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Can Stack Overflow change the password criteria?

The StackExchange account passwords requirements are quite onerous, arbitrary, and undocumented, particularly the requirement of requiring 8 unique characters. Because of this (and other) arbitrary requirements, "Password1" is valid, but "kejkld%&#dswilk" and "h^e2!@^2eKh!e@2" are not. The obvious alternative is to use a different provider (because no other provider has such strict requirements) but then what is the point of even maintaining the Stack Exchange provider? The reason I'd prefer not to is because my provider is Gmail and I have enabled 2 factored authentication which makes it more time consuming to log in and I delete history/cookies every day.

Try it for yourself here.

Note: This is a formal feature request based on this rant.

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marked as duplicate by Cody Gray, Kevin Montrose Feb 22 '12 at 20:48

This question has been asked before and already has an answer. If those answers do not fully address your question, please ask a new question.

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besides this xkcd makes much more sense anyway –  z - Feb 22 '12 at 20:04
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It's funny (to me) that you should mention bank security, since I just read this TDWTF a few hours ago. –  Pops Feb 22 '12 at 20:04
    
Banking sites are notoriously insecure; they're not our standard here. Moreover, you seem to be under the misguided assumption that passwords become more secure when you add in more special characters. That's not really the case. Longer passwords ramp up the entropy much more quickly and make cracking exponentially more difficult. The point of the SE provider is for those who want to use it; it was much-requested by the community. If it doesn't fit your needs, then you are not compelled to use it (for example, I use Google). But certainly those who do use it appreciate a focus on security. –  Cody Gray Feb 22 '12 at 20:28
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This is not a forum site, and because it's an OpenID provider, it provides (or at least has the potential to) authentication to a number of other sites, some of which you might care about being secure. You seem quite worried about the fact that these password requirements are "non-standard". The reality is, fortunate or not, there is no such thing as a "standard" password complexity requirement. No one has standardized this. So it's hard to tell what you're looking for, other than "there shouldn't be any requirements, I should just be able to use the same password I always do". Which...no. –  Cody Gray Feb 22 '12 at 20:34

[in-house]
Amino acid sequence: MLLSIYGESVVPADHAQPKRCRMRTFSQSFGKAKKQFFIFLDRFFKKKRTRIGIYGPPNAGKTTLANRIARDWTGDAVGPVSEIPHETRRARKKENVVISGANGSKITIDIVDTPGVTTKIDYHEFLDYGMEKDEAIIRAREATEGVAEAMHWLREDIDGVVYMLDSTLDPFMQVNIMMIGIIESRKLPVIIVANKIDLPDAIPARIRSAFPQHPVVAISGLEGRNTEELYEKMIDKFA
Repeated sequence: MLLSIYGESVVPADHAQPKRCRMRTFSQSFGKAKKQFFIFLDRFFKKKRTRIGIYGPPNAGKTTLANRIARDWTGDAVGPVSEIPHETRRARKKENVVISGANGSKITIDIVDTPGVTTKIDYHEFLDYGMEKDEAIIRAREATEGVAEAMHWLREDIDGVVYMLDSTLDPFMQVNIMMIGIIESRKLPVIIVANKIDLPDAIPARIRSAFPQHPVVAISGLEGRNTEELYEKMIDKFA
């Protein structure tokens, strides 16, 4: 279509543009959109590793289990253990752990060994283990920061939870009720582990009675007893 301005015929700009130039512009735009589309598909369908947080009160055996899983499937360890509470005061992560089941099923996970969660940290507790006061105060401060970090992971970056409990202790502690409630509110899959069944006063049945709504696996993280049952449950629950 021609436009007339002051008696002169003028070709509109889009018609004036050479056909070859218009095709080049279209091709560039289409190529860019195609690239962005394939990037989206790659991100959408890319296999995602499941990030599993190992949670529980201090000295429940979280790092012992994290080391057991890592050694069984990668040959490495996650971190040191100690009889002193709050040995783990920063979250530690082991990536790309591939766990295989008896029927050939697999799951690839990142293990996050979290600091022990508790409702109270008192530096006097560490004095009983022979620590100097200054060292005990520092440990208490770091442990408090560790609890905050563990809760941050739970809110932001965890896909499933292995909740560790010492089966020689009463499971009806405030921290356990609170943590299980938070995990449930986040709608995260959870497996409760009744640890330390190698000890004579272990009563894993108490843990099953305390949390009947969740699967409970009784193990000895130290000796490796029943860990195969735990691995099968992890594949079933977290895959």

Actually, "Now go be an ass to him instead." is a very secure passphrase. –  Won't Feb 22 '12 at 21:10
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Most of my passwords are randomly generated sequences of lowercase letters, with some digits thrown in if necessary, largely because such passwords are much easier to enter on mobile devices. htqwfgalbdbm is a perfectly good password. The problem (for which I don't offer a solution) is that it's difficult to design a heuristic that rejects Password1 but accepts htqwfgalbdbm. Loose requirements are great for those of us who know what we're doing, and dangerous for those who don't. (And my mother's maiden name is "Bbdoiolholhj".) –  Keith Thompson Feb 22 '12 at 21:52
    
Why not just use Facebook login? eh? eh? See what I did there? ;) –  Lix Mar 7 '12 at 18:55

2 Answers 2